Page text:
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How to Help Millennial Entrepreneurs Succeed: Podcast #35

Today, I’m thrilled to share a conversation with a good friend, Curt Beavers. Curt is not only a successful business owner but also an entrepreneur. Here are some highlights from our conversation about Millennials entering the workforce and their entrepreneurial mindset.

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Tim Elmore:
There seems to be a paradox among this emerging generation of young adults and new professionals. Very often, they have been raised as safety-conscious and risk-adverse. Yet as young adults, they want to be entrepreneurs. Among Millennials, 66% said they want to be an entrepreneur and start something. In Generation Z, right behind the Millennials, 72% of current high school students want to start their own business. So, how do we mix the desire to be an entrepreneur with the predisposition of not wanting to fail?

Curt Beavers: What I see is: they’ve got all this technology in them so that makes them think they can do anything, but they’ve got the safety belts on. The way to bridge the gap best is by mentoring young people and helping them define what they want their tomorrow to look like. Because most of them don’t go to college thinking that when they get their degree, they’ll get a computer, commute, and a cubicle. If they can see what they want tomorrow, then it becomes clear that they can’t have this comfort zone. In order to be successful and be an entrepreneur, you have to pay the price to get there.

Tim: One of the phrases we consistently hear when we talk to employers is: “meaning is the new money.” If Millennials find something meaningful to do, it’s like currency. You not only employ a lot of people with what you do, but you are specifically going after these young entrepreneurs and workers. Talk for a little bit about what skills help entrepreneurs succeed—skills that Millennials could develop during their school years.

Curt: Basic time management is something that can get lost in the shuffle. It’s the one resource that whether you are 80 or you are 20, we all have the same amount of time. As an entrepreneur, you don’t have a boss so you have to learn how to manage yourself. Sometimes I think the social world that they love to live in, is a place for relational capital to multiply. For the young generation that loves the social world, they’ve got to make what they love work for them. So if they can learn to manage their time and take that social space to invest their relational capital, there are no limits to what they can accomplish.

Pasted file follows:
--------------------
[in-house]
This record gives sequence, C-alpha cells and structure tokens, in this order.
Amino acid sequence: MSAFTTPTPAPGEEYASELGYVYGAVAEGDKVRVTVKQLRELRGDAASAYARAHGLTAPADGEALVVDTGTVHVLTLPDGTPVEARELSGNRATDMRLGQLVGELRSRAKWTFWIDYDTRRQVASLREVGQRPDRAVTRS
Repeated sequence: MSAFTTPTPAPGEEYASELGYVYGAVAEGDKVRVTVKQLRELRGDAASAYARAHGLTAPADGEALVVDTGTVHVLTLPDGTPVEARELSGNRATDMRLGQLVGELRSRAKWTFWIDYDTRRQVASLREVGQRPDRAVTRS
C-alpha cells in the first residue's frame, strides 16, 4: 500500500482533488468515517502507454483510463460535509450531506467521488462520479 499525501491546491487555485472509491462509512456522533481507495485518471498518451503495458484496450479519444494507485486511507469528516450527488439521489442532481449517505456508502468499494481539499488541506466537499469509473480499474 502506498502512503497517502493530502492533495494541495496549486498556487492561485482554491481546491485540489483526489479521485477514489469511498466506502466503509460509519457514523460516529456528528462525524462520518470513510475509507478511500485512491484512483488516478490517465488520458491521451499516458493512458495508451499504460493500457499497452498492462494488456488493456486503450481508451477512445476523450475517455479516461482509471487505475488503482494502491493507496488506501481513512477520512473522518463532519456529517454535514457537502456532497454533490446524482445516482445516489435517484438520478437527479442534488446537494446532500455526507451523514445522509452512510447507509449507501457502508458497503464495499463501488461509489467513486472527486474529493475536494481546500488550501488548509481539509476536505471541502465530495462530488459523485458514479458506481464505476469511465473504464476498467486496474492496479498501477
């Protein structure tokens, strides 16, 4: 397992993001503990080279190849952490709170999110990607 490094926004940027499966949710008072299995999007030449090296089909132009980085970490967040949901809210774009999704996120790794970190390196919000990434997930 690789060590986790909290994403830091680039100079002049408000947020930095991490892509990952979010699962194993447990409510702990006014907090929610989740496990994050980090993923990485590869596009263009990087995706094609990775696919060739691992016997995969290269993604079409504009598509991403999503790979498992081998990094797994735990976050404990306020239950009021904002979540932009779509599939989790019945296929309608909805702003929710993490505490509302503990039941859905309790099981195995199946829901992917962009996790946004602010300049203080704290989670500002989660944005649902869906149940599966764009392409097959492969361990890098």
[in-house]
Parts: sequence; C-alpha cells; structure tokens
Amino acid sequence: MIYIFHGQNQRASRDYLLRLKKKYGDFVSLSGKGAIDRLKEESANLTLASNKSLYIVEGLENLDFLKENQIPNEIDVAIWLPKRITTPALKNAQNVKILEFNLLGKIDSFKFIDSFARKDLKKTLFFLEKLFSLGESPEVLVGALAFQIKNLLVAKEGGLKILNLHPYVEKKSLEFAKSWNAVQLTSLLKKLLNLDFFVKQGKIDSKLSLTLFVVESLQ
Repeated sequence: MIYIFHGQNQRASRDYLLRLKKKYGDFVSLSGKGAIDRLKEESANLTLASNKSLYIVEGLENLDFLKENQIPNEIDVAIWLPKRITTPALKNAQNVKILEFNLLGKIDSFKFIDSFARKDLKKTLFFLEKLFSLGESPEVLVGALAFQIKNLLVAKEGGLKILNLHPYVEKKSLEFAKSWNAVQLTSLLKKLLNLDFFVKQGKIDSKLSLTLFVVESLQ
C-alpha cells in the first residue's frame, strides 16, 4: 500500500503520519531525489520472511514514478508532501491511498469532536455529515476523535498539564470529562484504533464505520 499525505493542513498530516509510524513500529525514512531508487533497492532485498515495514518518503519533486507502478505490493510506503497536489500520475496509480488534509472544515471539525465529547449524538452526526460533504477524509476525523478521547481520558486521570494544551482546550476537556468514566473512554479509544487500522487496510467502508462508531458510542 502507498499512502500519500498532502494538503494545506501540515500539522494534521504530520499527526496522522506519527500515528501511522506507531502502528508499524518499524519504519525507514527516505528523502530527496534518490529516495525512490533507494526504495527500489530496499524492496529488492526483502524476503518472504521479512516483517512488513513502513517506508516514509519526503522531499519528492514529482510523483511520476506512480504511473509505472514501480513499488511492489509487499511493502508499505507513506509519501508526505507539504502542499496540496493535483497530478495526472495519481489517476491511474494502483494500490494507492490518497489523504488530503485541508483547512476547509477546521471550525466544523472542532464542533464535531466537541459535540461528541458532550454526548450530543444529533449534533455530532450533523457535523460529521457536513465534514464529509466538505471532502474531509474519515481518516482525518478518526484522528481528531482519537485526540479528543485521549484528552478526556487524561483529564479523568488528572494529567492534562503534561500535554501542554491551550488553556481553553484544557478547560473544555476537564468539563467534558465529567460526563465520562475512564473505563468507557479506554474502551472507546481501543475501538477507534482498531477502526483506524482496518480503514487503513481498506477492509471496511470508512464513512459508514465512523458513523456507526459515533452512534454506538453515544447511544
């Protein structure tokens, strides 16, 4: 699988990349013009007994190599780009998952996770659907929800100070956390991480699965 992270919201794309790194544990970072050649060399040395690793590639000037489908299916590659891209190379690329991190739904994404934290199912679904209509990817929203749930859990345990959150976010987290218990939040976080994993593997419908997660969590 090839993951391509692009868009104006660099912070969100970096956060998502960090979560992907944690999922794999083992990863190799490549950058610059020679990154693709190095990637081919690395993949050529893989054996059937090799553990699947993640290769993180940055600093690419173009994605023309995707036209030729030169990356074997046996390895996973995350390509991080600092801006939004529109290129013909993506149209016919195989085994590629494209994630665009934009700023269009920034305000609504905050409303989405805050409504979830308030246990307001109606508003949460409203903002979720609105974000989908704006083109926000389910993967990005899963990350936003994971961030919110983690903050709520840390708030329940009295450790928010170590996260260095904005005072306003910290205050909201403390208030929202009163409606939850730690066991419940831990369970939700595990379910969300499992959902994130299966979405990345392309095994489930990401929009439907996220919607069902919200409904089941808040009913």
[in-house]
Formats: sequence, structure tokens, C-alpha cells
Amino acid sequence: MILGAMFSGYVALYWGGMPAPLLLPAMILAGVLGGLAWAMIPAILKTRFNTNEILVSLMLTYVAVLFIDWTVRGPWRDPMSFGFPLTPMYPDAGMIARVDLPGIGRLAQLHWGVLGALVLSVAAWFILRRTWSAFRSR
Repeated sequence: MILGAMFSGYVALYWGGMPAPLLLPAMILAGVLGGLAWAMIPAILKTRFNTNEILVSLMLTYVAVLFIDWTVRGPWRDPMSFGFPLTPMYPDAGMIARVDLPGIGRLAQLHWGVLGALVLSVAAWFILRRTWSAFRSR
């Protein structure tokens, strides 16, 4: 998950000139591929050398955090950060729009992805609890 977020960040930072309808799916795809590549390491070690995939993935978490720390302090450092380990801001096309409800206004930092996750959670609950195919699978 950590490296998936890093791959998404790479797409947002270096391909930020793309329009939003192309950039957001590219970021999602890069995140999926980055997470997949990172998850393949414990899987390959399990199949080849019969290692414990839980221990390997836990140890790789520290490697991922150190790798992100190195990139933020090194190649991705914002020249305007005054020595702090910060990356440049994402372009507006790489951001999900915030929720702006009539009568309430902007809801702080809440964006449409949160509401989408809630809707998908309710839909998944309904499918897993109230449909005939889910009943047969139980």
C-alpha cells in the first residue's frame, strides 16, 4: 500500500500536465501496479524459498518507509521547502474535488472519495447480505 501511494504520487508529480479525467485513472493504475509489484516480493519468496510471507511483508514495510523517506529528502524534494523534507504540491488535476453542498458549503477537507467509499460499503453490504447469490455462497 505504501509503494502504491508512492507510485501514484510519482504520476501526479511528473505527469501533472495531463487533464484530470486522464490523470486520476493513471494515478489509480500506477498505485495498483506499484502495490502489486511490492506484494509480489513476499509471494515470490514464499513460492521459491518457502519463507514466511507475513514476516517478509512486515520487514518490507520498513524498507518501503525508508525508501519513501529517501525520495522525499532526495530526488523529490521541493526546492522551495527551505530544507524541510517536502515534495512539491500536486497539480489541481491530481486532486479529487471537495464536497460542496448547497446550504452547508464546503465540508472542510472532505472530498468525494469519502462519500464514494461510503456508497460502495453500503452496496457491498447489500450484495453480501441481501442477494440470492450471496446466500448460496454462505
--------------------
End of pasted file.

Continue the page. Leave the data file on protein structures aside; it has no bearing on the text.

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Tim: How would you say students could hone their skills before they graduate? What are some things they can be doing that would set them up for work?

Curt: One thing would be, find a job connected to something you are passionate about while in college. If you are passionate about digital media, then you can become a small-time digital photographer on the side and make as much money as you would at an hourly job on campus. It would go a long way to learning a lot of small things in what your tomorrow will look like. The other thing is that even though you are preparing to enter the job market when you graduate, pick the 20-30 people that are maybe your parents’ peers—or people that you admire—and go after them for a job. Say, “If I were your son or daughter, what advice would you give me entering the marketplace?” There is wisdom in the counsel of many. It would give you much inspiration because you may not be able to clearly see your tomorrow yet. But if you could get some wisdom from people who have already “been there, done that,” then you’d be so far ahead of the game.

Tim: Okay so Curt, if you could go back to when you were in college and give one piece of advice to yourself, what would it be?

Curt: Well, I think I would’ve gone to college to learn, not to just graduate. There were a lot of valuable lessons, but I was trying to hurry and get college out of the way because I thought graduation was the goal. Instead of thinking there was this perfect world waiting for me when I graduated, I think I would’ve prepared a little more for what I wanted that world to look like. Put some thought into what your adulthood will look like when you graduate from school. Think along the lines of, “What life do I want to create?” instead of “What job do I want to have?”

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How to Help Millennial Entrepreneurs Succeed: Podcast #35